Some Helpful Tips for Learning Your Lines!


I can’t be the only one who has opened their script, stared at the first page for what only felt like ten minutes, and then looked up at the clock to find a full hour has passed me by.

When your script has become your comfort blanket, despairing at the thought of letting it go before show week will do nothing to reduce all the other stresses that come with being part of a production.

So, I would like to share a few tricks that, in my experience, have been incredibly helpful when starting to learn my lines.

1) Write the lines out by hand.

It may be a pain, but it’s worth it. If there is a line that is causing you trouble, write it out a few times. The act of repetition will cement the line to memory.

When I was in primary school, I was given L.A.C.A.W.A.C. spelling homework every week, which stood for Look And Cover And Write And Check. This idea could be applied to line learning. Write out the line, study it for a moment before covering it, write it out again and then check to see how well you remembered it. Doing this a few times should get you used to even the trickiest of lines.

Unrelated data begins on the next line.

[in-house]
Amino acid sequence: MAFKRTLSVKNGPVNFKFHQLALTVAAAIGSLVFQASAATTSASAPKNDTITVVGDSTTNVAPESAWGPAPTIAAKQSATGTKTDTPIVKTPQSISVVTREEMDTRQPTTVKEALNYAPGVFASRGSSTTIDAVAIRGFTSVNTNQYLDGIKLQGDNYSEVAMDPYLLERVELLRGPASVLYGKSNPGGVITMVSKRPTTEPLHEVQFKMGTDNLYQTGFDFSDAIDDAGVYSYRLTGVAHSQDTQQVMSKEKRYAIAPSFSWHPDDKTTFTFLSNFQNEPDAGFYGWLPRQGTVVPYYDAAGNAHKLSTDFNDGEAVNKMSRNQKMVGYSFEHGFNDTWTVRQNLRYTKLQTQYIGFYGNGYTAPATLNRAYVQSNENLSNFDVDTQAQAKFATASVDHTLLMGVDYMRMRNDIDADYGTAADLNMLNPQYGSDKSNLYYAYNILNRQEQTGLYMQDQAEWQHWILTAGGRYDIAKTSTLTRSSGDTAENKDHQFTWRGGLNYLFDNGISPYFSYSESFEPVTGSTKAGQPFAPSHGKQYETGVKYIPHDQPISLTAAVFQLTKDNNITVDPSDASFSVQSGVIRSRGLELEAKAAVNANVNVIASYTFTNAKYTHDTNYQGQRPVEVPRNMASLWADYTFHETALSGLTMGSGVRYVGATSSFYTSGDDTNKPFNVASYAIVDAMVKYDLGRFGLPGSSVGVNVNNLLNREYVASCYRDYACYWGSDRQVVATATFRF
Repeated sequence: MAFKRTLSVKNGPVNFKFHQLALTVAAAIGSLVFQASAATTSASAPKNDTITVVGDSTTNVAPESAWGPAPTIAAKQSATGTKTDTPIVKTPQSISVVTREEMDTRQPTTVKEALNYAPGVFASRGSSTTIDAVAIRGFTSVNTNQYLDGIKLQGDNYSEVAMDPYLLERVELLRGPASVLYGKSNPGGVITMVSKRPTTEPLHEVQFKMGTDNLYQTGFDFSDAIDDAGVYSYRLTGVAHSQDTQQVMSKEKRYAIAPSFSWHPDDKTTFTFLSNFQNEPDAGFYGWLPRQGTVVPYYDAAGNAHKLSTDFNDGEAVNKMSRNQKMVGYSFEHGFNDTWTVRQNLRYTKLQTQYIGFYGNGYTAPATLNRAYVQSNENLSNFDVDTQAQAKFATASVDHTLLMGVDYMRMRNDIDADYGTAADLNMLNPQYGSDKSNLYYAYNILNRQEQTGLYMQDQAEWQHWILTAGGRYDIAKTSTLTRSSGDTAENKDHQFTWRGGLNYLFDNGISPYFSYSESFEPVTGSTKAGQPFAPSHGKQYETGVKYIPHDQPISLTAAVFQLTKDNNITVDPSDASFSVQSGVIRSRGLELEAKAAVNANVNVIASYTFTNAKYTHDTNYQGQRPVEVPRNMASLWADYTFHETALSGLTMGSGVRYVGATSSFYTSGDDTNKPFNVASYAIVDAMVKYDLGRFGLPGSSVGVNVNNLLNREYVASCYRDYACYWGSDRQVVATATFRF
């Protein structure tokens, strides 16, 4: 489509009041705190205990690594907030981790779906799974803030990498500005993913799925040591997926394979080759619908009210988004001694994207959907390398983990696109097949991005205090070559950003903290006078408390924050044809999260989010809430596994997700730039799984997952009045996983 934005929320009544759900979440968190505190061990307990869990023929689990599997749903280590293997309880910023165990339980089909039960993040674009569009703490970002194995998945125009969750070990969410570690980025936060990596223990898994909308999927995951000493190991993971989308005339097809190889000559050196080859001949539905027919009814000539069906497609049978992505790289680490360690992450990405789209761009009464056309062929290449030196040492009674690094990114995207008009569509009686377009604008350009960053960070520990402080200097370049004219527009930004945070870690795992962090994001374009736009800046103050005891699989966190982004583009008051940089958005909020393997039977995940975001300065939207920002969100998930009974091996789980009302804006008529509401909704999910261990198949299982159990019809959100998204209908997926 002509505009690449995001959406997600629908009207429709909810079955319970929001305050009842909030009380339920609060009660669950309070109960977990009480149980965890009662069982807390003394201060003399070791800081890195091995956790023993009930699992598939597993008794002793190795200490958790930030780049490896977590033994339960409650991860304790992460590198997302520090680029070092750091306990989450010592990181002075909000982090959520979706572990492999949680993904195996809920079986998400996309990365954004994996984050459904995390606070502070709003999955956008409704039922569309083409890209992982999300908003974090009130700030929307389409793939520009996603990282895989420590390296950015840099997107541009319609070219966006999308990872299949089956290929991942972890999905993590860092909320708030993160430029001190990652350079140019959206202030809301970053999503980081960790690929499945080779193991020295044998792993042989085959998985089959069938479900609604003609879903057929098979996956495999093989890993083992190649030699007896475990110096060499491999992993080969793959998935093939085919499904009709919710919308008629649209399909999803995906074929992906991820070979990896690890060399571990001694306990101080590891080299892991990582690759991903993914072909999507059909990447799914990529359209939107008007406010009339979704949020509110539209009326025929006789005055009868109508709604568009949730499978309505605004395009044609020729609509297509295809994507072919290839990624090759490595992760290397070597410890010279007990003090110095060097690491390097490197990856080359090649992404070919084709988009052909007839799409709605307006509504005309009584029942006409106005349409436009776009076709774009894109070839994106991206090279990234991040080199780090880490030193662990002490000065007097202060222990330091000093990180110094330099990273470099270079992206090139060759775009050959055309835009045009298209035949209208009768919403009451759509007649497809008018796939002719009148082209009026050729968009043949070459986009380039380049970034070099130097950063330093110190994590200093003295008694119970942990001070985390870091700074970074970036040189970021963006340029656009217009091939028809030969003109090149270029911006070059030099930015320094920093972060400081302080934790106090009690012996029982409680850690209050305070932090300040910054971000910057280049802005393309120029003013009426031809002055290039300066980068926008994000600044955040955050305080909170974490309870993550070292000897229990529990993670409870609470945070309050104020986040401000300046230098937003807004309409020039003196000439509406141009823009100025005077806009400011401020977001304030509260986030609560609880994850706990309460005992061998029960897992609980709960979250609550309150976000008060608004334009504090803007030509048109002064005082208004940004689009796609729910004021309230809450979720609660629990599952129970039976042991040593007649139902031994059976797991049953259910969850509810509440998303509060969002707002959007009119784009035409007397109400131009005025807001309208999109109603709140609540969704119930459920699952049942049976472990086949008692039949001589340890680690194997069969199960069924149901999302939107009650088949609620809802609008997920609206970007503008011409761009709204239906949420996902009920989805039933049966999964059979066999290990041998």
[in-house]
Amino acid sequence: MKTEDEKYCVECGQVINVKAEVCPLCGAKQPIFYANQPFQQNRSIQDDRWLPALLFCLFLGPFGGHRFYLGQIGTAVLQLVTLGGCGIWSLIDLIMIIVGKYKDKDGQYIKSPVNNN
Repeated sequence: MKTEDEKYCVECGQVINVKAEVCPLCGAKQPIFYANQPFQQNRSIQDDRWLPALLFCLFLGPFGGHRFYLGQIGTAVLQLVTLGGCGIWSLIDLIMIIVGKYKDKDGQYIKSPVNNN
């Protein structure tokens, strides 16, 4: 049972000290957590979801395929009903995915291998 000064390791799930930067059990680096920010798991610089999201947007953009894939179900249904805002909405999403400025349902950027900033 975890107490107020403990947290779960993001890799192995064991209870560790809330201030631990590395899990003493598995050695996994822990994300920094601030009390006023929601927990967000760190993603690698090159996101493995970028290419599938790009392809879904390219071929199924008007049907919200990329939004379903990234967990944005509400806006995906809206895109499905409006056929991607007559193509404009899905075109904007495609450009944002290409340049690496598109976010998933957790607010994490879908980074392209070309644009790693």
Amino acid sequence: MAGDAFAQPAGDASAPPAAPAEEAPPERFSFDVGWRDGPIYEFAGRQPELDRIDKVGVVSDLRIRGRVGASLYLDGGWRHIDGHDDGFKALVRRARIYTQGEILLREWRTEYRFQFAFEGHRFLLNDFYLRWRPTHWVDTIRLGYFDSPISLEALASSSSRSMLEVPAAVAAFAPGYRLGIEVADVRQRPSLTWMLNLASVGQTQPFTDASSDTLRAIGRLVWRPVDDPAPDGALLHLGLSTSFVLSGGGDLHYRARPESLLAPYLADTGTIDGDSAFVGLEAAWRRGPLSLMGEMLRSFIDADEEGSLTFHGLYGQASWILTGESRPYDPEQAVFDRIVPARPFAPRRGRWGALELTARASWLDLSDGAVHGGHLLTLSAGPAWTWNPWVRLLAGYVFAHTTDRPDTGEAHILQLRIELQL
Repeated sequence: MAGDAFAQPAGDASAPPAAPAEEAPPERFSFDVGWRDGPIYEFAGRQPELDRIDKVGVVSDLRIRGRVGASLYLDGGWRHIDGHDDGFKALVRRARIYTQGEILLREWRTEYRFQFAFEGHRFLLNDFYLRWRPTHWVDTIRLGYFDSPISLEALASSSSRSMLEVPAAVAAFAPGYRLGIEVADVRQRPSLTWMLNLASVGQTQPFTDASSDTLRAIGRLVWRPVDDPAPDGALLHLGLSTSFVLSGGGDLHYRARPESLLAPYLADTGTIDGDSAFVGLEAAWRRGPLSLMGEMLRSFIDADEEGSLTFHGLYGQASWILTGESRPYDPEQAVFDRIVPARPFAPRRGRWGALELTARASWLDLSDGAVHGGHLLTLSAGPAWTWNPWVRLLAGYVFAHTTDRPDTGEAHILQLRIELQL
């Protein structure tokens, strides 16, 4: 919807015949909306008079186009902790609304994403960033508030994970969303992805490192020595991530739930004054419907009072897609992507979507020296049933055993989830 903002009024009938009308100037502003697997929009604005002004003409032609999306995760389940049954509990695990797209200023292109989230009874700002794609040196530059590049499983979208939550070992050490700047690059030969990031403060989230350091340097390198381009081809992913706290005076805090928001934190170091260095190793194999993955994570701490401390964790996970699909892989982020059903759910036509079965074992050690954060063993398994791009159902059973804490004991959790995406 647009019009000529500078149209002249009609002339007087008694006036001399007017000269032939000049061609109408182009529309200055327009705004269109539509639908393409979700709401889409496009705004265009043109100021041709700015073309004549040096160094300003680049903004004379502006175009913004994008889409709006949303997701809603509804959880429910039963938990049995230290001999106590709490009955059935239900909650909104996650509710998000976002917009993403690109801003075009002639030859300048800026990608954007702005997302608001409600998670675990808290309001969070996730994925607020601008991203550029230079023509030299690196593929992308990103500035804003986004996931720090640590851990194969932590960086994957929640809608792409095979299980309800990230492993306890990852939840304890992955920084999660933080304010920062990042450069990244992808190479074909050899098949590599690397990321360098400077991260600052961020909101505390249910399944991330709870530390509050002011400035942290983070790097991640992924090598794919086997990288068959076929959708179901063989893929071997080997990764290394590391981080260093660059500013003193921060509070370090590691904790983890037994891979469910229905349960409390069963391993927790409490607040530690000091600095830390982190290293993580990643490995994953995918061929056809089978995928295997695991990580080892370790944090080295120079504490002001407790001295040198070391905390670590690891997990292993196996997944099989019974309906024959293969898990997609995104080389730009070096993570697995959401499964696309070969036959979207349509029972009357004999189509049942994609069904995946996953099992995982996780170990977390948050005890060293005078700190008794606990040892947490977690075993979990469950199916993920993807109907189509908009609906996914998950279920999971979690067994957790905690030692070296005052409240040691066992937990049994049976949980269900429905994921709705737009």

2) Say the lines out loud.

Just reading the lines repeatedly would do nothing more than make me fall asleep on my script. While I would be hoping that the words get absorbed into my brain through osmosis, I would inevitably wake up feeling even worse than I did before.

I recommend speaking the lines out loud because you can learn the words at the same time as figuring out how you’re going to say them on stage. This method provides a two-for-one deal; master the words and the expression together. You may find that understanding the emotion in the scene behind the lines makes it easier to remember what your character should say.

Maybe jot some notes on your script as you go, to remind you of your character’s emotional journey.

3) Get someone to help you.

Probably the most obvious tip on this list. Have someone else read in for the other characters in the scene you’re learning.

Learning your lines is one thing but learning when to say them is another. Having someone read in your cue lines will get you used to performing the scene with other actors, and cue lines can also give you a huge clue as to what your next line should be.

Hopefully these simple tricks will alleviate some stress, and secure your place in your director’s good books for getting off-script before anyone else!

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